A good overall performance PSU at a fair price, considering the RGB lighting and the fully modular cable design. Nonetheless, we suggest you invest a few more bucks and get a higher efficiency PSU which will save you some money on the long run, and on top of that it will harm less the environment.
Full power at 46°C
Accurate Power Ok signal
4x PCIe connectors
Semi-passive operation (selectable)
Aggressive fan profile
Single EPS connector
Low quality filtering caps
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Features & Specifications
Thermaltake's Smart Pro RGB family includes three members covering capacities between 650W and 850W. With the exception of RGB lighting, which is just a fancy feature that doesn't affect performance, all three Smart Pro RGB models are based on a mainstream platform that scores low on the 80 PLUS and Cybenetics ETA scales.
The reason behind Thermaltake's entry-level efficiency rating is lower production costs, allowing the company to achieve competitive pricing. Of course, RGB fans are more expensive than non-lighted ones, but TT apparently thought it'd be nice for value-oriented enthusiasts to have flashy-looking PCs, too. We tend to think that every penny should be spent on improving performance, especially efficiency, rather than wasting money on handsome looks. But most marketing departments disagree.
The 850W Smart Power Pro RGB is more of a mid-range product than a mainstream one. Besides its RGB lighting, the SPR-0850F-R also features fully modular cabling, an HDB fan with specially-designed blades for increased static pressure, and a semi-passive mode. That last feature is a rare option for low-efficiency PSUs, which endure greater thermal loads, even under less stressful conditions.
TT promises good ripple suppression and load regulation within 3% on all rails. Of course, we'll verify this with our tests. The bulk capacitor is provided by a Japanese manufacturer, as is often the case. However, there is no mention of the other capacitors, so we're assuming they come from non-Japanese sources. But as long as the filtering caps are provided by Taiwanese manufacturers, we don't have a problem.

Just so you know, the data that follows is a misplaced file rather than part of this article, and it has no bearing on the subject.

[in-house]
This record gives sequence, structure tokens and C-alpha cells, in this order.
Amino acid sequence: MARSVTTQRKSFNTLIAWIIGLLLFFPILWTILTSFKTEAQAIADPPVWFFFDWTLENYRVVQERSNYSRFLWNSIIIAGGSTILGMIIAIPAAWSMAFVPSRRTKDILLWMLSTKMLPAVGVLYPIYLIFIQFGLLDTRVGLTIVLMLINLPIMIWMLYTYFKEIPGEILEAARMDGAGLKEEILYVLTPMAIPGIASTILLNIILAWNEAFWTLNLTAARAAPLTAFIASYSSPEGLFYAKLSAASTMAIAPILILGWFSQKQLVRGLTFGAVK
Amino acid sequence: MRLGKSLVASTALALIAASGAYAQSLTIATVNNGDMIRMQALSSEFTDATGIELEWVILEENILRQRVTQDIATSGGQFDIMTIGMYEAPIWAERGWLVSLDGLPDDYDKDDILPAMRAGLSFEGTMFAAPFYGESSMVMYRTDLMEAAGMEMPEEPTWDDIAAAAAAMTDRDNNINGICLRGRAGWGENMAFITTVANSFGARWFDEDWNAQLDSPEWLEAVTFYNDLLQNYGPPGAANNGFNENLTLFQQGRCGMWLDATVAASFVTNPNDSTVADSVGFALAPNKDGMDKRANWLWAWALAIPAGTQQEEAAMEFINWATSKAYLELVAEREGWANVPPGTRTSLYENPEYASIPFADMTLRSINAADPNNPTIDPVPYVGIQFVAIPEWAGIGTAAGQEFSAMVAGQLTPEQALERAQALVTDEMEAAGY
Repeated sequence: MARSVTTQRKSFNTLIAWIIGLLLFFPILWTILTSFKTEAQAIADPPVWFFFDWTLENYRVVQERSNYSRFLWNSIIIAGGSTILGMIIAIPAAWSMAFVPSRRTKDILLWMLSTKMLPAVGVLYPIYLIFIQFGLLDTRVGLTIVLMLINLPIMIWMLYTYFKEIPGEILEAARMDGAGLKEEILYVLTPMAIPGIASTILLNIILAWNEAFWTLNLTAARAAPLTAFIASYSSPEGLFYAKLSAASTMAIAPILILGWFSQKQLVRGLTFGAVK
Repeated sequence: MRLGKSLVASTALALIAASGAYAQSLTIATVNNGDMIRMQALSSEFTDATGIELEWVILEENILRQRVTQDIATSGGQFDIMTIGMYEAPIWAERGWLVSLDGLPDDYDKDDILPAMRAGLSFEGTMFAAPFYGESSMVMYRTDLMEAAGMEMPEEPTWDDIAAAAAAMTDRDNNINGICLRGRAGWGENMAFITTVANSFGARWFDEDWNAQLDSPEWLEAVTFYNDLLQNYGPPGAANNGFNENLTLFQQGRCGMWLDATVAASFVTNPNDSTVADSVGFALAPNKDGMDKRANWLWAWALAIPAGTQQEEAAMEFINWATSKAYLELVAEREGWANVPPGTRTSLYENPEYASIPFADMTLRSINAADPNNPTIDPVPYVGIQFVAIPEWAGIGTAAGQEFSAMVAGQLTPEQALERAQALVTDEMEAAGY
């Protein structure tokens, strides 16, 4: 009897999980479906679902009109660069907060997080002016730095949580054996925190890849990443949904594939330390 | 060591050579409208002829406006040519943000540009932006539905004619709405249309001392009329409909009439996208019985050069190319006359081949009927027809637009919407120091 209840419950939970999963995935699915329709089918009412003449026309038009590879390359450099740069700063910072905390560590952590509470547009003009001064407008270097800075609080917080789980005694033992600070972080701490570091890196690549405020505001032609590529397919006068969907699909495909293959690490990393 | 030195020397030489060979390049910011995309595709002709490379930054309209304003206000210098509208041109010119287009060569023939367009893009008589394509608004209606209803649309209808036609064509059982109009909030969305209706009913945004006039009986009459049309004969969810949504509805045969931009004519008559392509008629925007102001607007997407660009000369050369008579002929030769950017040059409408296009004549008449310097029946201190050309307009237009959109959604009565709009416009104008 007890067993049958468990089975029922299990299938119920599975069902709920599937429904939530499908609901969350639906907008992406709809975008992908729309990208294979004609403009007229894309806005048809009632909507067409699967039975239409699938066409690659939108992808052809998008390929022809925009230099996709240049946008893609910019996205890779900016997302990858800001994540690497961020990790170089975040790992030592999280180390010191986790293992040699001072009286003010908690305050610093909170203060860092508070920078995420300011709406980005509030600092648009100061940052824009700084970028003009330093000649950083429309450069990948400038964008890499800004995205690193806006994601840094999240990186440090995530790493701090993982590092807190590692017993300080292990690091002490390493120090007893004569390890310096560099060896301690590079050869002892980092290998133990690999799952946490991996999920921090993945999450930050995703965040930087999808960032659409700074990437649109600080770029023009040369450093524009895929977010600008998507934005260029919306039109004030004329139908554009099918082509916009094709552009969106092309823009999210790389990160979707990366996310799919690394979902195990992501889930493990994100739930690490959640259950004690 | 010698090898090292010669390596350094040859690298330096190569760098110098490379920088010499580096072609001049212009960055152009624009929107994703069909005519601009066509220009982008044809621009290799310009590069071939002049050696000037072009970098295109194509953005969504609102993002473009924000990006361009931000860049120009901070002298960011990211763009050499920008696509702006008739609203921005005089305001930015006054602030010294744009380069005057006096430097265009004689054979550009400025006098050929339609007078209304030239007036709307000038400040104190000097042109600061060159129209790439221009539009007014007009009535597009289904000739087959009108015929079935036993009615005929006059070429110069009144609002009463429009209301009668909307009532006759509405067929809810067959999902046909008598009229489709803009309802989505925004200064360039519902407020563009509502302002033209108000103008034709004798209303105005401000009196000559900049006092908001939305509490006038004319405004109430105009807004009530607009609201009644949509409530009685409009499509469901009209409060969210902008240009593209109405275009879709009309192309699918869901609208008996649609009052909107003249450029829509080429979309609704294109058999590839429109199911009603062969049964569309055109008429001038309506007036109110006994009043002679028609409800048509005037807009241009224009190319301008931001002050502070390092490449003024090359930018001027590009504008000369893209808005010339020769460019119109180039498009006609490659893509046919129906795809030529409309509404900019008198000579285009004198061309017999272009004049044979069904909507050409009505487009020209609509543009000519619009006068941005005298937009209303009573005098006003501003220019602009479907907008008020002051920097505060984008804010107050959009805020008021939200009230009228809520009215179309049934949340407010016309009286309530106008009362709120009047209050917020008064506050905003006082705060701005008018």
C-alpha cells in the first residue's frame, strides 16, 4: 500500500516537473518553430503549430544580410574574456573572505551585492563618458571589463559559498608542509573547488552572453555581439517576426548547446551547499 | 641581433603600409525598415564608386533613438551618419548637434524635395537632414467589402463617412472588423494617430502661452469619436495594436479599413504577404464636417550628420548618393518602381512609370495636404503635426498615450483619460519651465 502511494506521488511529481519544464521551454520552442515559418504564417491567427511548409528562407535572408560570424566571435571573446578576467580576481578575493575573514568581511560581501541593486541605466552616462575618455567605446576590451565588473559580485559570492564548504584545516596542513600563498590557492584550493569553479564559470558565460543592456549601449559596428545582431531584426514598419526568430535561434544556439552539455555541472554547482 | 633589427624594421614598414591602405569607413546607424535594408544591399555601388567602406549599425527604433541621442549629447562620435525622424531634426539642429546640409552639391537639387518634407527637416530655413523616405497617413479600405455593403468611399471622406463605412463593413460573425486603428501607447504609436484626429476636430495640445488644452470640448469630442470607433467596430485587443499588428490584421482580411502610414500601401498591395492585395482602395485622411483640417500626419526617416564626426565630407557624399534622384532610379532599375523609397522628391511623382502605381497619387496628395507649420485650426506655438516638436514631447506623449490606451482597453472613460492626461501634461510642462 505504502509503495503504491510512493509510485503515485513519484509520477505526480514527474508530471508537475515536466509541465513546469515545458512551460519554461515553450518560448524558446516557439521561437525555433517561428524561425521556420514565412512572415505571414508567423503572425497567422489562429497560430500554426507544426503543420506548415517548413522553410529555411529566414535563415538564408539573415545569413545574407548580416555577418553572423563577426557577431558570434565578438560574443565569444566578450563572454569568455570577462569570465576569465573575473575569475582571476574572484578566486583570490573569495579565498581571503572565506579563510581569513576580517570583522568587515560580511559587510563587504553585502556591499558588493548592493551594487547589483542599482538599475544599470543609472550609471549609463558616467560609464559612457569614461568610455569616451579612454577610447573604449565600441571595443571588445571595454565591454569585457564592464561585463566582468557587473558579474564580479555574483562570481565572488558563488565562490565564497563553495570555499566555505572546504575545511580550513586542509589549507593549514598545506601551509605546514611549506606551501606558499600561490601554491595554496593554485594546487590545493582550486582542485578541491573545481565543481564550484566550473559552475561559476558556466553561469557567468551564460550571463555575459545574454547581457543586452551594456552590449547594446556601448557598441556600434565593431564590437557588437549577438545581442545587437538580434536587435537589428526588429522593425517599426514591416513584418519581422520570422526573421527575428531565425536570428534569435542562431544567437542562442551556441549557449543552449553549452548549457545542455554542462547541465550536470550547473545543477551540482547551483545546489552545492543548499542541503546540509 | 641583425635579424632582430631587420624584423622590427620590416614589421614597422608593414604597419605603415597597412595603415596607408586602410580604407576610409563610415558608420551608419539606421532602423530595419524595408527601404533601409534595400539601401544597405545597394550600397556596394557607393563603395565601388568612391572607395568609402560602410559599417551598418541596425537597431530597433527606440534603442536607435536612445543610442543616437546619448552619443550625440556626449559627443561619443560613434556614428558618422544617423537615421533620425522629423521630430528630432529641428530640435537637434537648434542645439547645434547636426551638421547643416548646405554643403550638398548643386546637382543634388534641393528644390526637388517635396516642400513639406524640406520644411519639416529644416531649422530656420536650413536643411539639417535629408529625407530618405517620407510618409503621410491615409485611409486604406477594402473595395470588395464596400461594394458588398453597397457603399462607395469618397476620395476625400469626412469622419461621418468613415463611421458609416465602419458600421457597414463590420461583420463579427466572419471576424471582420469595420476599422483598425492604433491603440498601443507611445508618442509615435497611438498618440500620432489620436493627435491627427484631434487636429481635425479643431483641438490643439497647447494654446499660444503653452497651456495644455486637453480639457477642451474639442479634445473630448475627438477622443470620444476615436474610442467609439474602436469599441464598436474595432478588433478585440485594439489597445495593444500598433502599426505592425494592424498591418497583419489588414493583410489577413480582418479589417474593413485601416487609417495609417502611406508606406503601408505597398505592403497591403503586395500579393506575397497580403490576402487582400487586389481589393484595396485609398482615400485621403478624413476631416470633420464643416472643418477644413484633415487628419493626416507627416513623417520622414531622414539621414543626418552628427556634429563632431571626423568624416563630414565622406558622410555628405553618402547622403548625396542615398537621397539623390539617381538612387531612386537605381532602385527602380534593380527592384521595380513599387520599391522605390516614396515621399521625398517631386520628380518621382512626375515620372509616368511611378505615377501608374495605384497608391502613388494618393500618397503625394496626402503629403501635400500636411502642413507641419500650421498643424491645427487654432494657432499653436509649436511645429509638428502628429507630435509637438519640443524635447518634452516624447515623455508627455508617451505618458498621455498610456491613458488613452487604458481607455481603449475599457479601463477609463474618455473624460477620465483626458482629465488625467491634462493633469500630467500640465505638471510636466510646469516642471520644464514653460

This is an 80 PLUS Bronze-rated power supply. According to the Cybenetics program, it achieves ETA-S efficiency and LAMBDA-S+ noise levels. Thermaltake says the maximum operating temperature for continuous full-load operation is 40°C, even though the ATX spec recommends 50°C.
All of the requisite protection features except for UVP are enabled, including OTP.
In addition to RGB lighting, Thermaltake's cooling fan employs a hydraulic dynamic bearing, which offers greater reliability over time and lower noise output than comparable double ball-bearing fans.
Finally, the provided seven-year warranty is ample, especially for an 80 PLUS Bronze-rated PSU. As we all know, the lower the efficiency, the higher the thermal load, which of course affects reliability. That's the main reason more entry-level power supplies have shorter warranties than efficient high-end PSUs.
|Total Max. Power (W)||850|
The single +12V rail drives up to 70A maximum current output, and the minor rails are capable as well, offering up to 140W of combined power. Finally, the 5VSB rail is sufficient for today's demands.
Cables And Connectors
|Description||Cable Count||Connector Count (Total)||Gauge|
|ATX connector 20+4 pin (600mm)||1||1||18AWG|
|4+4 pin EPS12V (650mm)||1||1||18AWG|
|6+2 pin PCIe (500mm+150mm)||2||4||18AWG|
|Four-pin Molex (500mm+150mm+150mm)||2||6||18AWG|
|FDD Adapter (+150mm)||1||1||22AWG|
This is a fully modular PSU, and the length of its cables, as you can see in the table above, is adequate. The same goes for the distance between connectors. All of the connectors use 18-gauge wires except for the FDD adapter, which uses thinner wires since it handles a lot less current.
Since this PSU features a single +12V rail, we do not have anything to say about its power distribution.
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Aris Mpitziopoulos is a Contributing Editor at Tom's Hardware US, covering PSUs.
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